The Mona Lisa is one of the most famous portraits in the world, with her cryptic smile inspiring many theories as to her identity and the cause of her unknowable expression.
Leonardo da Vinci’s masterpiece has long inspired artists from all genres, having recently found favour with a new audience since appearing in the Beyonce and Jay-Z video for The Carters’ ‘Apes**t’.
Now La Giaconda is back in the news for another reason… Researchers from Belfast City Hospital’s Department of Dermatology have spotted another facet to the sitter’s enigma – her hair loss.
Receding hairline and lack of eyebrows
According to correspondence published in the British Association of Dermatologists’ journal of Clinical and Experimental Dermatology, researchers Victoria Campbell and Kevin McKenna, she displays classic signs of Frontal Fibrosing Alopecia (FFA).
FFA is a permanent hair loss condition which almost exclusively affects women. It belongs to a group of scarring conditions collectively known as Cicatricial Alopecia. It typically presents as a receding hairline in a thick, banded pattern, and is often accompanied by a loss of eyebrows.
This differs to the thinning hair at the temples, which can be found in cases of Female Pattern Hair Loss, as when the hair sheds, it does not ‘thin’, but rather exposes smooth, pale, bald skin which can be inches deep and tends to present in a fairly uniform pattern around the hairline.
Although there are currently no safe and effective hair loss treatments for FFA, new techniques such as PRP are being trialled.
In their 22nd August 2019 article (ref: doi: 10.1111/ced.14080), the Belfast team states, “This is the first report of features consistent with frontal fibrosing alopecia (FFA) found in the Mona Lisa: namely high forehead, receding frontotemporal hairline, and lack of eyebrows.”
The pair report how the painting has attracted significant attention from the medical community which has hypothesised diagnoses of hyperlipidaemia or hypothyrodism, based on her pallid appearance. “Given the higher prevalence of autoimmune conditions amongst patients with FFA, hypothyroidism may have coexisted,” they add.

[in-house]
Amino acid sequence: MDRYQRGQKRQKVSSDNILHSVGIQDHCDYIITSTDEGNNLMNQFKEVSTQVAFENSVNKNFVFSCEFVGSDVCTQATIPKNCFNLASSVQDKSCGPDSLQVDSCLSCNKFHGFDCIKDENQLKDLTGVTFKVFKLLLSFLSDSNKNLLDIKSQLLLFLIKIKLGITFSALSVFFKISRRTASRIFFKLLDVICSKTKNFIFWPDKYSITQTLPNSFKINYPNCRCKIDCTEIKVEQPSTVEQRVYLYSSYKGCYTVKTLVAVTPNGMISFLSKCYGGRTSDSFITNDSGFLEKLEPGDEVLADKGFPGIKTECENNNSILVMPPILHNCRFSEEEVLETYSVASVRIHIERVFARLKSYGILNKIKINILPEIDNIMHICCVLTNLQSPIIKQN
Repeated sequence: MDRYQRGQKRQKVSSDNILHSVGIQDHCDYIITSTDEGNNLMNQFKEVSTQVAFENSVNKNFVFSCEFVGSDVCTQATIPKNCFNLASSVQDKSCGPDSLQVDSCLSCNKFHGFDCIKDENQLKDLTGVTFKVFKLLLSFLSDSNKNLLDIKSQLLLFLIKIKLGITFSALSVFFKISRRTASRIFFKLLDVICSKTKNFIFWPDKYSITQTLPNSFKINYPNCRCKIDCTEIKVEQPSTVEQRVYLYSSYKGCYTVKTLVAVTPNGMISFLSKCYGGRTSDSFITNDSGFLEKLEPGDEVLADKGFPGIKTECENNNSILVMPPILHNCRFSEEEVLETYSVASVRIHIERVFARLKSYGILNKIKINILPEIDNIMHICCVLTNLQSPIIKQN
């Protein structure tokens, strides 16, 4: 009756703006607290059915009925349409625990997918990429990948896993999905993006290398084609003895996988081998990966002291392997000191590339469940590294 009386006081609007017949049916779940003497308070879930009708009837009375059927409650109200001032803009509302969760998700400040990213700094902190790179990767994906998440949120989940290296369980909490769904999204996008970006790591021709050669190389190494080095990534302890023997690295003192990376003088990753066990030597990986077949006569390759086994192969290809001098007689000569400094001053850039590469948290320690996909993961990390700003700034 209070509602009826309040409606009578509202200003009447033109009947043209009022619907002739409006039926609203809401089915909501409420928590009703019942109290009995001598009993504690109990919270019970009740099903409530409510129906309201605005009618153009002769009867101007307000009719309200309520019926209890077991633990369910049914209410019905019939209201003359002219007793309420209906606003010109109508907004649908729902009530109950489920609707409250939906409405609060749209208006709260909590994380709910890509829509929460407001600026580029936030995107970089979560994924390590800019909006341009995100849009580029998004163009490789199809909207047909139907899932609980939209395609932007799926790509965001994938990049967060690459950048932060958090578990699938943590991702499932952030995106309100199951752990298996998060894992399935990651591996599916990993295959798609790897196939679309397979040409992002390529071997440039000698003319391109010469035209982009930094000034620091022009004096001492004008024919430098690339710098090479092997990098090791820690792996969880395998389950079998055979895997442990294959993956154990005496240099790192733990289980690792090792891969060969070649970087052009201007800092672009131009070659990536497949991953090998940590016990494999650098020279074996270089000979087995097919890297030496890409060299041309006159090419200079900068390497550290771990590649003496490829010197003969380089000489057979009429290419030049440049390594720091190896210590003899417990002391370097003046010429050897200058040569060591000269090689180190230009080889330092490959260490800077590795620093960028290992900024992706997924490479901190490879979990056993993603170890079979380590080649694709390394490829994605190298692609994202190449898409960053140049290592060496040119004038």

Was a hair styling practice to blame?
Campbell and McKenna cite another potential reason for the Mona Lisa’s frontal hair loss as being a Renaissance-era hair styling practice.
Not, as one might expect, tight hairstyles leading to Traction Alopecia, but something that has since died out and was known as ‘pseudoalopecia’.
This was where women’s eyebrows and hairlines would be shaved or plucked to create the illusion of a larger forehead. This intentionally-inflicted hair loss was done as the resuling look was considered to make women look more intelligent.
Whilst people know better than to attempt this practice now, when it comes to the Mona Lisa’s hairloss, whatever the truth of the matter is, we will never know. This is simply one more complexity to add to the mystery surrounding the world’s most visited painting, which is estimated to draw around six million visitors to her home at the Louvre in Paris, France, annually.
The Belgravia Centre is an organisation specialising in hair growth and hair loss prevention with two clinics and in-house pharmacies in Central London, UK. If you are worried about hair loss you can arrange a free consultation with a hair loss expert or complete our Online Consultation Form from anywhere in the world. View our Hair Loss Success Stories, which includes the world’s largest gallery of hair growth comparison photos and demonstrates the levels of success that so many of Belgravia’s patients achieve. You can also phone 020 7730 6666 any time to arrange a free consultation.